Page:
The Chinese government’s surveillance efforts are now focused on what can only be described as the perfect Orwellian nightmare. Regulators apparently intend to use a series of data points collected on Chinese citizens to build profiles from which an automated system could predict potential dissidents or criminals before they have a chance to act on their impulses.

It’s no secret that China is building a very different Internet than the Western world. In fact, it is sometimes called the “surveillance economy” because of its questionable policies. The Chinese government tries to control the online activity of its citizens to the point of imposing curfews on viewing livestreams, recording the location of social media users, placing limits on the time children can spend playing games online, creating a social credit system and order direct access to user data stored on private servers in the cloud.

We now know, thanks to the New York Times, that Chinese authorities are exploring predictive analytics, facial recognition, and other artificial intelligence (AI) technologies to help prevent crime earlier. Based on behavior patterns, authorities will notify local police of potential offenders.

Cloud Walk, a Guangzhou-based company, has been training its facial recognition and big data classification systems to track movements based on risk levels. People who frequently visit gun stores or transportation hubs are likely to be flagged in the system, and even places like hardware stores have been deemed “high risk” by authorities.

China is also using “personal re-identification” in crime prediction: identifying the same person in different places, even if they are wearing different clothes. “We can use re-identification to find people who look suspicious walking over and over again in the same area, or who are wearing masks,” Leng, professor of body recognition at the Beijing Aeronautics and Astronautics University, told the Financial Times. Bye. “With re-identification, it’s also possible to piece together someone’s trail over a wide area.”

Surveillance of both its citizens and tourists

In recent years, China has invested a lot of resources in policing both its citizens and tourists, not to mention policing the emotions of minorities in the Muslim-dominated region of Xinjiang. Facial recognition is one of the Chinese government’s favorite technologies, and it is estimated that more than half of the world’s surveillance cameras are installed in the country.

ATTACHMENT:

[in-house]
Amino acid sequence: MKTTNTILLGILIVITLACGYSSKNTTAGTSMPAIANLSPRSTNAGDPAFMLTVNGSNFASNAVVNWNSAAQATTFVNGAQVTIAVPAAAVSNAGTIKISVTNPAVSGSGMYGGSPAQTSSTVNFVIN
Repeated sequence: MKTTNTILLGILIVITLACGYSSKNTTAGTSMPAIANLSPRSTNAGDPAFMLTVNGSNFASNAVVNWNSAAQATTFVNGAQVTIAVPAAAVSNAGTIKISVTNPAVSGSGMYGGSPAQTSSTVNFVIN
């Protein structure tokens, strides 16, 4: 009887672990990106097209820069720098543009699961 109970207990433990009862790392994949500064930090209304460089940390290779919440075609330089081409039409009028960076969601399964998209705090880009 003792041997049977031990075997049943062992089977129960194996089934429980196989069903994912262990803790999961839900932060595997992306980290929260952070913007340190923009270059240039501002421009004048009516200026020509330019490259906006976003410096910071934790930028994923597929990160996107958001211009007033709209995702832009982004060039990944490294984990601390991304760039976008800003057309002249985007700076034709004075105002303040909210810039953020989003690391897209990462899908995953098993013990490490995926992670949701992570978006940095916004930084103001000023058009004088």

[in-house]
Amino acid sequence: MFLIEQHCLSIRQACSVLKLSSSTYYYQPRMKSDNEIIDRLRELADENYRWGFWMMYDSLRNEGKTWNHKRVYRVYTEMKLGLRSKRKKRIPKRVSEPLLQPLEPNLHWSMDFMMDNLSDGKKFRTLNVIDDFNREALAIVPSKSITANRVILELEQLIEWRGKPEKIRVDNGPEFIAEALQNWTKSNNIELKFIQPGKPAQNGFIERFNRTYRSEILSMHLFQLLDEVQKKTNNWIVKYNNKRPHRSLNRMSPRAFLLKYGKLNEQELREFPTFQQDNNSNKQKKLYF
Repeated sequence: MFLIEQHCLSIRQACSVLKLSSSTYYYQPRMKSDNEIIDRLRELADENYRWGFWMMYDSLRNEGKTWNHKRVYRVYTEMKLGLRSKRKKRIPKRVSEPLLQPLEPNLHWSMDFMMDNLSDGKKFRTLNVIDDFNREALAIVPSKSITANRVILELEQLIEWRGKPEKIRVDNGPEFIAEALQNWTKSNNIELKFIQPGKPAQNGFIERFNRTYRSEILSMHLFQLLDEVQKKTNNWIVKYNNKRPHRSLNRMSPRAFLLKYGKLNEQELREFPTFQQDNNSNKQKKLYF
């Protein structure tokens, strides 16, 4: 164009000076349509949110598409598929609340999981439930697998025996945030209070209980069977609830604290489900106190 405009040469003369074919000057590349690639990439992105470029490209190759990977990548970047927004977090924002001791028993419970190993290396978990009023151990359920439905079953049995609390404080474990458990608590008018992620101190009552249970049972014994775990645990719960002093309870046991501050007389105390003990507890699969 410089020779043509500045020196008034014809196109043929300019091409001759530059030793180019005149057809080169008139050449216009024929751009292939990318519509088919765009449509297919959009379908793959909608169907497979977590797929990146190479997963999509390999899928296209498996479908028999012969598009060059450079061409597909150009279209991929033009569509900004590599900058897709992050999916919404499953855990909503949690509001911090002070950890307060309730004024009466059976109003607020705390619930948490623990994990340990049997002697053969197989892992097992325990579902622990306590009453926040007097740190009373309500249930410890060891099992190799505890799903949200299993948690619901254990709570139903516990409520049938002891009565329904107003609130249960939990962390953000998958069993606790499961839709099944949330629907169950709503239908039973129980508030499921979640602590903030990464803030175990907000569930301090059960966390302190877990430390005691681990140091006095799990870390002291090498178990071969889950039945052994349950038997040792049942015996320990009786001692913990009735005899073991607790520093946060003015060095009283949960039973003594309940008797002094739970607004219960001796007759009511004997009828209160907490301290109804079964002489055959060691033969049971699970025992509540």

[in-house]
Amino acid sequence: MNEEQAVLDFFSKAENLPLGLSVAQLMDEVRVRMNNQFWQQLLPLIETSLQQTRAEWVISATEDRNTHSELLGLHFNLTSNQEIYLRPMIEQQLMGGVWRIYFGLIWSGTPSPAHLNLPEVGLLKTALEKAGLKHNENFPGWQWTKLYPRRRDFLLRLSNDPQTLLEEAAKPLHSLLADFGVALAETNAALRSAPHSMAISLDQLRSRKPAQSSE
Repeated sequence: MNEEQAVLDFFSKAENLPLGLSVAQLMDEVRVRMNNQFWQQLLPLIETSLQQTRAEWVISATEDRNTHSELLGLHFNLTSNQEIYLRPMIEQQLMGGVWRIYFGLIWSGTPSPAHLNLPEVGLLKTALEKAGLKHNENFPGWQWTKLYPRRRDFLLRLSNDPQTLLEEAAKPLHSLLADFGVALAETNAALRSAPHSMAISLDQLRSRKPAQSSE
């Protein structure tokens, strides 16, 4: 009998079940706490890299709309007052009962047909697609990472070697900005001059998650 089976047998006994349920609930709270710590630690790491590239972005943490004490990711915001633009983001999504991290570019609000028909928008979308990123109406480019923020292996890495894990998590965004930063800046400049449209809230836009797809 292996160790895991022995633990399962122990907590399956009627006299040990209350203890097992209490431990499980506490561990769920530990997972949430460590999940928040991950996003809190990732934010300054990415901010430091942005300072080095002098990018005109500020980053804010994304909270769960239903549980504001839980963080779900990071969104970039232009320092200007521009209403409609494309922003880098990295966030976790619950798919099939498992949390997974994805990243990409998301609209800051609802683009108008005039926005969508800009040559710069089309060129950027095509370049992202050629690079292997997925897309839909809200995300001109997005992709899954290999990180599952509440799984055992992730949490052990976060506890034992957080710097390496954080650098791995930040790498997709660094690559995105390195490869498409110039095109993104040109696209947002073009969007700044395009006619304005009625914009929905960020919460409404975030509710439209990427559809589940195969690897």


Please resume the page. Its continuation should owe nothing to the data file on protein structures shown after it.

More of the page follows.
To get an idea of ​​the depth of these efforts, Chinese tech companies have spent years trying to shape global surveillance standards. Now it gets worse: China is attempting to use the massive amounts of data it has been collecting for years to create a surveillance system that is eerily similar to what was portrayed in the 2002 film Minority Report.

The new system is designed to comb through data collected on citizens’ daily activities and detect patterns and aberrations that could predict when crimes or protests are likely to occur. Leaked documents reveal that this automated surveillance will create profiles that include gender, race, biometrics, criminal history, and mental illness, among others. When several people are considered high risk and gather in the same place, an automatic alert will be sent to nearby police units.

For now, China is still seeking bids from companies that are willing to provide the technology needed to build this advanced surveillance system. Meanwhile, Chinese police are said to have built a database of more than 2.5 billion facial images and a large surveillance contractor called Megvii has reportedly built software that can link a person to all the digital accounts they hold. used to access online services and track your daily movements and activities.

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